NEW YORK -- World stock markets mostly rose Tuesday, extending the previous day’s rally as fears receded over a potential clash between the United States and North Korea.
Investors have cashed out of haven assets, like gold and the Japanese yen, and ploughed back into riskier assets like equities, with the US dollar also gaining ground.
Asian stocks extended a relief rally into a second day, after Pyongyang appeared to put on ice its plan to launch missiles near Guam, and after a strong showing on Wall Street overnight.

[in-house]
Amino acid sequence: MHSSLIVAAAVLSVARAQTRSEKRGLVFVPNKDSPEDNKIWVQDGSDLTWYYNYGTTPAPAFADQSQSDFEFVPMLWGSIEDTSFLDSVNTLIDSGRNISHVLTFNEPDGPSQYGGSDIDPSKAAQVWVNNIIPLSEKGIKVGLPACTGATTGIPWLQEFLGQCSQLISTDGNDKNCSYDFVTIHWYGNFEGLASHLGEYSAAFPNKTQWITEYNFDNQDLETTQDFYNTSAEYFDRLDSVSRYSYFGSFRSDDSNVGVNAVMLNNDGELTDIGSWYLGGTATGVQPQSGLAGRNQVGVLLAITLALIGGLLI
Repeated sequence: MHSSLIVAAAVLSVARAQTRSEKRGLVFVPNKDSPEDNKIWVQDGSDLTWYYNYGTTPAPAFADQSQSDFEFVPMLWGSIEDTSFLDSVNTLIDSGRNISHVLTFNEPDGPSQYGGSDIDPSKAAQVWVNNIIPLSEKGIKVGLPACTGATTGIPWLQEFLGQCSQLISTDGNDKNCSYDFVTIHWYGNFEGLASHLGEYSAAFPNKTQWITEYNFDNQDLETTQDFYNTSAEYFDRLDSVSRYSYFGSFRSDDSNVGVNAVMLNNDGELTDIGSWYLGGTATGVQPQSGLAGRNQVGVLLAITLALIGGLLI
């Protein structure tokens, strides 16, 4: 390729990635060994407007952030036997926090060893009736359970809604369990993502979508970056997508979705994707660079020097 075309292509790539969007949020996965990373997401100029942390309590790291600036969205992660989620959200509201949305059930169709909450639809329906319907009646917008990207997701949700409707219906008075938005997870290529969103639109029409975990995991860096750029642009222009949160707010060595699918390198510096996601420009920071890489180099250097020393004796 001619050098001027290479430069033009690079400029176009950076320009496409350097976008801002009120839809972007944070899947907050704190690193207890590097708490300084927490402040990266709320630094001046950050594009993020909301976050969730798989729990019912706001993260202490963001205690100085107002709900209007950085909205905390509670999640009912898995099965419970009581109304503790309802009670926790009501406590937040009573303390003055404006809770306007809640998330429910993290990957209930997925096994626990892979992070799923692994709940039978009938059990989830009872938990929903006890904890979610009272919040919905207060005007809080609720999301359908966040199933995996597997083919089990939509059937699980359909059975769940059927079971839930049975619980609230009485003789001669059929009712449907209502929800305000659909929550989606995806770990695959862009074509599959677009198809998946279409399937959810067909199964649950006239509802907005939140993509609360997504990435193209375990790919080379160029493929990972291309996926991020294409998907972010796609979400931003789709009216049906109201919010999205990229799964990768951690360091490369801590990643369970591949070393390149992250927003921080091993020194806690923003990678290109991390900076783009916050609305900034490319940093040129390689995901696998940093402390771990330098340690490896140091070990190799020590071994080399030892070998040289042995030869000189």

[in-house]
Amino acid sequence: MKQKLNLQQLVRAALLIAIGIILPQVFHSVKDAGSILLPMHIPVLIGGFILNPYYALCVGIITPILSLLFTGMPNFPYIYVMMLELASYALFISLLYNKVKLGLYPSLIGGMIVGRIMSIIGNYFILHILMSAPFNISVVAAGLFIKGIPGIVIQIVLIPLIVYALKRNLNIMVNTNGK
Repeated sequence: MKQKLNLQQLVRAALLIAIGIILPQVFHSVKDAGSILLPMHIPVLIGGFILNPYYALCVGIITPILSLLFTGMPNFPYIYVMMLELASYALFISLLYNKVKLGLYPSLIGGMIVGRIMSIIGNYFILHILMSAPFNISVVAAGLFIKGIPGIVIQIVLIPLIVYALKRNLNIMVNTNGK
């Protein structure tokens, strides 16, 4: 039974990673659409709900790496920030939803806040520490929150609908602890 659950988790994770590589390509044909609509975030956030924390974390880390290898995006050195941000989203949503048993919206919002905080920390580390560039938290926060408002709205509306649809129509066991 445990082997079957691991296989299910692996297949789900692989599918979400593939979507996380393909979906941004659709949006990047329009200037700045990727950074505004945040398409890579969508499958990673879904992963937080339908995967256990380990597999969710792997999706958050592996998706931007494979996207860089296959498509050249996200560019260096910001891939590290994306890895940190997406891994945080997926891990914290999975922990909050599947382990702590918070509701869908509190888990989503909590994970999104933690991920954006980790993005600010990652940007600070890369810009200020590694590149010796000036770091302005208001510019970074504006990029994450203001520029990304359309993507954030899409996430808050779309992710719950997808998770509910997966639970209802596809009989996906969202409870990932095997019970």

Europe followed suit, with Frankfurt also emboldened by news that the German economy grew 0.6 percent in the second quarter. That, however, marked a slowdown from the 0.7 percent expansion in the first quarter.
“The rhetoric between the United States and North Korea appears to have softened somewhat, helping risk market sentiment,” NFS Macro analyst Nick Stamenkovic told AFP.
“In addition, robust German second-quarter GDP data highlights the favorable fundamental backdrop for European equities.
“Indeed, it appears investors have perceived last week’s sell-off as an opportunity to raise exposure to stocks.”